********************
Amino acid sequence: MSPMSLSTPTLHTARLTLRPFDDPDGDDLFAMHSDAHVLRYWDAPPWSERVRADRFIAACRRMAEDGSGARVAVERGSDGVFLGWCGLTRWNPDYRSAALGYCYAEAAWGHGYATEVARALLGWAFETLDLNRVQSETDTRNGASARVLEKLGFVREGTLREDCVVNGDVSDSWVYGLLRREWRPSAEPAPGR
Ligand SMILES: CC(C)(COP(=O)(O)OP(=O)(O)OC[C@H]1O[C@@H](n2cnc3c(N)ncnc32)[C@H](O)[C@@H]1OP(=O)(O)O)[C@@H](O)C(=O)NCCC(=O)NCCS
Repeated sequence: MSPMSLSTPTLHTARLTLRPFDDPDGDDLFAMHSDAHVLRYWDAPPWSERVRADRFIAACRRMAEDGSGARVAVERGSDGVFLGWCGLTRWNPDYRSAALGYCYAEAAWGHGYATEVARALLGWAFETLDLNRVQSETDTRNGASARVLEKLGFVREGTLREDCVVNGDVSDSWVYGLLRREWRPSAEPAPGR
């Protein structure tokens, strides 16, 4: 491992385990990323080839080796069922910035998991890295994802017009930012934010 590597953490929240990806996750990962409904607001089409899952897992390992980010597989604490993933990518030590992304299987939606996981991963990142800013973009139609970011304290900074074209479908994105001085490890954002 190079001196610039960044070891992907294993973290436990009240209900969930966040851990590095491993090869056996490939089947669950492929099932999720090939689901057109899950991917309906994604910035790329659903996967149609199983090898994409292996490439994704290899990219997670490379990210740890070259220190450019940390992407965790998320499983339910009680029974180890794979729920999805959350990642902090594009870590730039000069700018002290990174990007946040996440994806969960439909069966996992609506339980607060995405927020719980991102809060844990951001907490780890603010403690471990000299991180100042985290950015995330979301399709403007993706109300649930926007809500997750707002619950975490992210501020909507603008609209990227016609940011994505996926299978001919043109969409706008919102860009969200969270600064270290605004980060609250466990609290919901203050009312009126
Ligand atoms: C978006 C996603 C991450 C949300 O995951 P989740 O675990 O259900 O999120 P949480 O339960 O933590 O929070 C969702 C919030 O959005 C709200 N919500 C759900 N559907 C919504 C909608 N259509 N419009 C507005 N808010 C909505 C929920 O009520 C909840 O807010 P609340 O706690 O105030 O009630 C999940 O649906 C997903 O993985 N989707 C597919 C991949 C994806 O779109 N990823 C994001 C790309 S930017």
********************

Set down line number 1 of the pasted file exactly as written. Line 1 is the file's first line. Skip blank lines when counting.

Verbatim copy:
Amino acid sequence: MSPMSLSTPTLHTARLTLRPFDDPDGDDLFAMHSDAHVLRYWDAPPWSERVRADRFIAACRRMAEDGSGARVAVERGSDGVFLGWCGLTRWNPDYRSAALGYCYAEAAWGHGYATEVARALLGWAFETLDLNRVQSETDTRNGASARVLEKLGFVREGTLREDCVVNGDVSDSWVYGLLRREWRPSAEPAPGR